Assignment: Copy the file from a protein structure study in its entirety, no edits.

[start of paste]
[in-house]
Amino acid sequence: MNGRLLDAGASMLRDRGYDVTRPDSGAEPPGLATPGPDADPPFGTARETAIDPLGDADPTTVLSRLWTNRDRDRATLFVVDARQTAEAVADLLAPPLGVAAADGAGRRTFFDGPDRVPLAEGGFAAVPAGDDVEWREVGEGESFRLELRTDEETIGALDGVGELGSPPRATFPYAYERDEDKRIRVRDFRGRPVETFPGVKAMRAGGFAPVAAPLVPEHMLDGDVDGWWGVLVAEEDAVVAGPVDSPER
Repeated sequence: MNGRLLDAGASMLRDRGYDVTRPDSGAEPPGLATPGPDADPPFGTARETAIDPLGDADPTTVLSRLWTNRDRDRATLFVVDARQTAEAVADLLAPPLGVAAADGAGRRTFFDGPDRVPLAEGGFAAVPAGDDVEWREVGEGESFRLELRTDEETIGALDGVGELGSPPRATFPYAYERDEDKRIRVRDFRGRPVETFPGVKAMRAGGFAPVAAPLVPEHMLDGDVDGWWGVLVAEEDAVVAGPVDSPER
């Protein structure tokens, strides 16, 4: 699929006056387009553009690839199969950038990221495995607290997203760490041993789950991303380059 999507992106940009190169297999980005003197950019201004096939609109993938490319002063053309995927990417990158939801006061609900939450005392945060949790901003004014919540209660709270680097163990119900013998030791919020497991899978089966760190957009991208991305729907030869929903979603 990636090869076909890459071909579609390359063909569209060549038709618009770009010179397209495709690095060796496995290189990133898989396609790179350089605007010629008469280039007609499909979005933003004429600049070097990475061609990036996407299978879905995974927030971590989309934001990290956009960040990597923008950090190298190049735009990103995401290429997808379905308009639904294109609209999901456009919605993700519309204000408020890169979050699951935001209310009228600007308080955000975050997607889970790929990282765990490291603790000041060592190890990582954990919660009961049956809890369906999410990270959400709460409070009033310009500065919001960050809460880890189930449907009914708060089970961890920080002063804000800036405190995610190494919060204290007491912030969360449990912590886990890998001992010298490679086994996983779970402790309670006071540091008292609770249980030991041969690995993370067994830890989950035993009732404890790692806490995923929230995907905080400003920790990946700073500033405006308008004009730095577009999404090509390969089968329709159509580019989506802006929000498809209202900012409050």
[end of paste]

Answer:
[in-house]
Amino acid sequence: MNGRLLDAGASMLRDRGYDVTRPDSGAEPPGLATPGPDADPPFGTARETAIDPLGDADPTTVLSRLWTNRDRDRATLFVVDARQTAEAVADLLAPPLGVAAADGAGRRTFFDGPDRVPLAEGGFAAVPAGDDVEWREVGEGESFRLELRTDEETIGALDGVGELGSPPRATFPYAYERDEDKRIRVRDFRGRPVETFPGVKAMRAGGFAPVAAPLVPEHMLDGDVDGWWGVLVAEEDAVVAGPVDSPER
Repeated sequence: MNGRLLDAGASMLRDRGYDVTRPDSGAEPPGLATPGPDADPPFGTARETAIDPLGDADPTTVLSRLWTNRDRDRATLFVVDARQTAEAVADLLAPPLGVAAADGAGRRTFFDGPDRVPLAEGGFAAVPAGDDVEWREVGEGESFRLELRTDEETIGALDGVGELGSPPRATFPYAYERDEDKRIRVRDFRGRPVETFPGVKAMRAGGFAPVAAPLVPEHMLDGDVDGWWGVLVAEEDAVVAGPVDSPER
């Protein structure tokens, strides 16, 4: 699929006056387009553009690839199969950038990221495995607290997203760490041993789950991303380059 999507992106940009190169297999980005003197950019201004096939609109993938490319002063053309995927990417990158939801006061609900939450005392945060949790901003004014919540209660709270680097163990119900013998030791919020497991899978089966760190957009991208991305729907030869929903979603 990636090869076909890459071909579609390359063909569209060549038709618009770009010179397209495709690095060796496995290189990133898989396609790179350089605007010629008469280039007609499909979005933003004429600049070097990475061609990036996407299978879905995974927030971590989309934001990290956009960040990597923008950090190298190049735009990103995401290429997808379905308009639904294109609209999901456009919605993700519309204000408020890169979050699951935001209310009228600007308080955000975050997607889970790929990282765990490291603790000041060592190890990582954990919660009961049956809890369906999410990270959400709460409070009033310009500065919001960050809460880890189930449907009914708060089970961890920080002063804000800036405190995610190494919060204290007491912030969360449990912590886990890998001992010298490679086994996983779970402790309670006071540091008292609770249980030991041969690995993370067994830890989950035993009732404890790692806490995923929230995907905080400003920790990946700073500033405006308008004009730095577009999404090509390969089968329709159509580019989506802006929000498809209202900012409050």